Twice in two days I've had customers with Webroot installed call because they opened a Web page that displayed some kind of virus alert. Their browsers were locked (unable to be closed normally) but I was able to close them using taskkill. Their computers were otherwise unaffected (as far as I can tell, and I did take time to review them both).
Is Webroot supposed to intercept that kind of activity? If so, it didn't work in these two cases, although nothing else malicious ran on them (again, as far as I can tell). Would some forensic information help to defend against this sort of thing? If so, I should be able to collect information from both computers.
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Webroot is quite aware of this annoyance and is trying to find a way to block them. I've been pretty successful blocking them using the DNS Protection offered by Webroot, or, at the very least, have seen a drastic decline in the number of them across my client endpoints.
The problem being is that these pages are legit pages. Doesn't mean that what the pop up says is legit, but there's no content or scripts being loaded that are malicious in nature where the agent would take action on them. It's only an issue where the uneducated user calls the number or begins clicking on other links contained in that window that they might expose themselves to further risk.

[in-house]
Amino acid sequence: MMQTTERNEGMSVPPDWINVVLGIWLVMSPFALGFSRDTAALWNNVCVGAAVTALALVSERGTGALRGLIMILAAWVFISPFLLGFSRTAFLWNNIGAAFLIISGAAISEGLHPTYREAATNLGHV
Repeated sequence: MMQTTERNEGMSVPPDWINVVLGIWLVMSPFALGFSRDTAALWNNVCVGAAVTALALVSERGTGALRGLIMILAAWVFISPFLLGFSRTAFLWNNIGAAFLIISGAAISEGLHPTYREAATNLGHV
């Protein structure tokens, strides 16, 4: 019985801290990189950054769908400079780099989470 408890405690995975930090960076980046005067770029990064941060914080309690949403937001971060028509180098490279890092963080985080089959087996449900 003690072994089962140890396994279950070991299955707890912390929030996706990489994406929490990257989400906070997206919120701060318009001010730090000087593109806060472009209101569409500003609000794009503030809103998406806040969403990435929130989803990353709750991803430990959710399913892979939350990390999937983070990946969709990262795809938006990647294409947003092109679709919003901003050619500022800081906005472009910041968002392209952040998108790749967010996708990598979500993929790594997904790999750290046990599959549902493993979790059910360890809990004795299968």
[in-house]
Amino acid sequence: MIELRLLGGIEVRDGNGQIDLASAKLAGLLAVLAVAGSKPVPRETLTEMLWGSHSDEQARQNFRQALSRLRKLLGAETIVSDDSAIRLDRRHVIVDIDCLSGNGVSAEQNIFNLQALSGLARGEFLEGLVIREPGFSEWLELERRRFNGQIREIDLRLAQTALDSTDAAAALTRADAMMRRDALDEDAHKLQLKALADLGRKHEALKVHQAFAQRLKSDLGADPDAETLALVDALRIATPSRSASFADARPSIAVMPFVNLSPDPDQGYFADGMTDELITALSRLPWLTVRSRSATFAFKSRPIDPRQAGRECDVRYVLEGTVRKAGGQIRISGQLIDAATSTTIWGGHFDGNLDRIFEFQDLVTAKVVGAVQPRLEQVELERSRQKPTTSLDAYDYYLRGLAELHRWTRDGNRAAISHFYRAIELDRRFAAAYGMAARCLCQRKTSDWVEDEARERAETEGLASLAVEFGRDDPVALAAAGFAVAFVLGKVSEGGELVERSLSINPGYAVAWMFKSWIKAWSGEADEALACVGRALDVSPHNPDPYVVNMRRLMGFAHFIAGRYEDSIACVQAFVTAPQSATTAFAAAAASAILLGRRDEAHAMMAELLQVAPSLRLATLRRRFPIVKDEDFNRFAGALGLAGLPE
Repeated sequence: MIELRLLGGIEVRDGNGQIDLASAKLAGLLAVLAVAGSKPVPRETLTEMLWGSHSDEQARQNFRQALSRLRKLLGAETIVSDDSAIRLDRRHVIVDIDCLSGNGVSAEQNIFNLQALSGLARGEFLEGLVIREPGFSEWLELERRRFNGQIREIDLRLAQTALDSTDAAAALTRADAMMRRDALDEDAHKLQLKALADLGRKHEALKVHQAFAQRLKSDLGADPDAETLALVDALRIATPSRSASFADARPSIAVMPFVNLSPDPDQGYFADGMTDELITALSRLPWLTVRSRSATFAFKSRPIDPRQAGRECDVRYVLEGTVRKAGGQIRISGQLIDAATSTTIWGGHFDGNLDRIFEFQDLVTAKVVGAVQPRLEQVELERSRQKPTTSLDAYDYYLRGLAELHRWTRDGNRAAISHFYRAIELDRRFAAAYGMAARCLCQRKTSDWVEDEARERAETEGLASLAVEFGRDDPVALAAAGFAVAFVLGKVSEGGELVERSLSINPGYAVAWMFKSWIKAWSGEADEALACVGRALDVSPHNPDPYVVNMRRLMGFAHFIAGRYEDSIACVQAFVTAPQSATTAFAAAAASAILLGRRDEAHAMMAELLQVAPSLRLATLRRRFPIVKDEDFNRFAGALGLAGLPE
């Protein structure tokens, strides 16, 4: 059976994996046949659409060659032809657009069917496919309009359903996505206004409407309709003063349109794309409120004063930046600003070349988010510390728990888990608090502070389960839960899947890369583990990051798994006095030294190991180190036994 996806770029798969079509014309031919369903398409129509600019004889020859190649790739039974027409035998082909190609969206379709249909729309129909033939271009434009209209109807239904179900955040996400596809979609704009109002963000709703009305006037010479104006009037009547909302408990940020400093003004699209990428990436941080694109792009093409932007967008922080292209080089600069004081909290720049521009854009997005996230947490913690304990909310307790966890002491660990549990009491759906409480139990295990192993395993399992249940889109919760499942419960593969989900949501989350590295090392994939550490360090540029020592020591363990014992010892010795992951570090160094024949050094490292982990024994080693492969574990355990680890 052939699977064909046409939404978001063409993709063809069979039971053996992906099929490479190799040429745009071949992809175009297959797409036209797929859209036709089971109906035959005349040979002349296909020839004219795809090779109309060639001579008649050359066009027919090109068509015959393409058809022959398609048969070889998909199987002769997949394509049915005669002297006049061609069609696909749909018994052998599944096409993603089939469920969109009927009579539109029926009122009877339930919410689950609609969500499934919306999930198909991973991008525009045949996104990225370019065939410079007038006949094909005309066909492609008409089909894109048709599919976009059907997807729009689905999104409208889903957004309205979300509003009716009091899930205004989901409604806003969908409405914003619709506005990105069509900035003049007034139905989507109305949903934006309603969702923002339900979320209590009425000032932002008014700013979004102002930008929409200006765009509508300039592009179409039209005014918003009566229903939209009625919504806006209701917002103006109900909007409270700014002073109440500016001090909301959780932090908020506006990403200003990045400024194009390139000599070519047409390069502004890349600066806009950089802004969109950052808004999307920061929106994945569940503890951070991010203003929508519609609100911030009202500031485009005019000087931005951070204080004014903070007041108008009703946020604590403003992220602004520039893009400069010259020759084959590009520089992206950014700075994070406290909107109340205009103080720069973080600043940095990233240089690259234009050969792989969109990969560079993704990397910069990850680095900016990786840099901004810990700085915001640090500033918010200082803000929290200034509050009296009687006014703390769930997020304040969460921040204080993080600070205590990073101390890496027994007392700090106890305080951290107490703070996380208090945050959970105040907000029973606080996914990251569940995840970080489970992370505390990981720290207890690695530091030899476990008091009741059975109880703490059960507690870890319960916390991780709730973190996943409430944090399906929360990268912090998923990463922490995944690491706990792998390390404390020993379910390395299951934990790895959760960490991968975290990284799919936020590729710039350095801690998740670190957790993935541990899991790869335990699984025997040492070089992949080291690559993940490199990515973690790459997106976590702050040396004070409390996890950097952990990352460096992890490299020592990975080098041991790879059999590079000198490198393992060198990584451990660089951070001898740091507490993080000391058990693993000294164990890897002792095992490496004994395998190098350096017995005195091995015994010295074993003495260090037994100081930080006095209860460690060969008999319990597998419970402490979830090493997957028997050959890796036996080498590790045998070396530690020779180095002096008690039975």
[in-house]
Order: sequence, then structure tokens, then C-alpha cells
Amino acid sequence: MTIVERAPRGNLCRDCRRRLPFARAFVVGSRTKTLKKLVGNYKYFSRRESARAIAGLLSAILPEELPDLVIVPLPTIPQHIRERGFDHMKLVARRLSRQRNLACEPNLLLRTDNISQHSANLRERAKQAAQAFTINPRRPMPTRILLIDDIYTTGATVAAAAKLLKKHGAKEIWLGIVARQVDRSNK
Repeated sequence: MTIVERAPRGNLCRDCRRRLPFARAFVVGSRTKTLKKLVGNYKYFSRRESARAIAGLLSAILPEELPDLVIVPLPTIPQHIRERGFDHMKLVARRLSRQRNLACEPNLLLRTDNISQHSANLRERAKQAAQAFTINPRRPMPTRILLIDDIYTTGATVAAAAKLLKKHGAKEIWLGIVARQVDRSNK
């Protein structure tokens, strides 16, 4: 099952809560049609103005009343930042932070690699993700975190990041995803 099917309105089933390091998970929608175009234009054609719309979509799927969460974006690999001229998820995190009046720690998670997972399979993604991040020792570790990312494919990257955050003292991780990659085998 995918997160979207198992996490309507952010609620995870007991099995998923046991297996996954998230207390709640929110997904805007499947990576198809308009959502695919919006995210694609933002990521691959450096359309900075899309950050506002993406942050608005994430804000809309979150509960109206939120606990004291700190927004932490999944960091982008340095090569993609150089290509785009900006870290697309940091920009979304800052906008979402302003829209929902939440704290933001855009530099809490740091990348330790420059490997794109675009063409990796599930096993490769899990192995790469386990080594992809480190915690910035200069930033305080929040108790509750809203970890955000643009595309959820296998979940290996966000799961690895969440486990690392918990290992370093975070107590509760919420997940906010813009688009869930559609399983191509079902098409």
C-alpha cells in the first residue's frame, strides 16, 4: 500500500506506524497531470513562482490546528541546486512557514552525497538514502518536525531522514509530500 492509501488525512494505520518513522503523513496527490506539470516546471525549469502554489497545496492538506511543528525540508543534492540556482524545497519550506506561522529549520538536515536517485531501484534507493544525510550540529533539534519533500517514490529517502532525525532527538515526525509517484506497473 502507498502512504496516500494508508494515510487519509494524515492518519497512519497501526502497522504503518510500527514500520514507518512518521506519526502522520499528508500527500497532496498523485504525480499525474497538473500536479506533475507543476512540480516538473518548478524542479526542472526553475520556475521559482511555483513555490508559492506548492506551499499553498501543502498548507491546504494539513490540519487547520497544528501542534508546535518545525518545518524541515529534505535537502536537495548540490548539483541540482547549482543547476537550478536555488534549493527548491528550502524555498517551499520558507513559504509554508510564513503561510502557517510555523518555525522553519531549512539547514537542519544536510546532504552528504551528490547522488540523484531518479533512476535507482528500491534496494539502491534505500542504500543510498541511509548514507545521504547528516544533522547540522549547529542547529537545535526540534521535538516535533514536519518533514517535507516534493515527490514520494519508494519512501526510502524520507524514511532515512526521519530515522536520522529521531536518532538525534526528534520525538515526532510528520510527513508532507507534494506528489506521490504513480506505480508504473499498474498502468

I'd also encourage you to better educate your users and sign yourself up for the Webroot Cyber Security training beta that that they have on the go now. This will allow you to phish clients and then send them to training sites and courses to take to better educate themselves.
Hope this helps
That's a behavior that Webroot should be able to detect and view as malicious ... at least, I hope so. It's a dead giveaway that something's not right.
uBlock (low on memory/performance)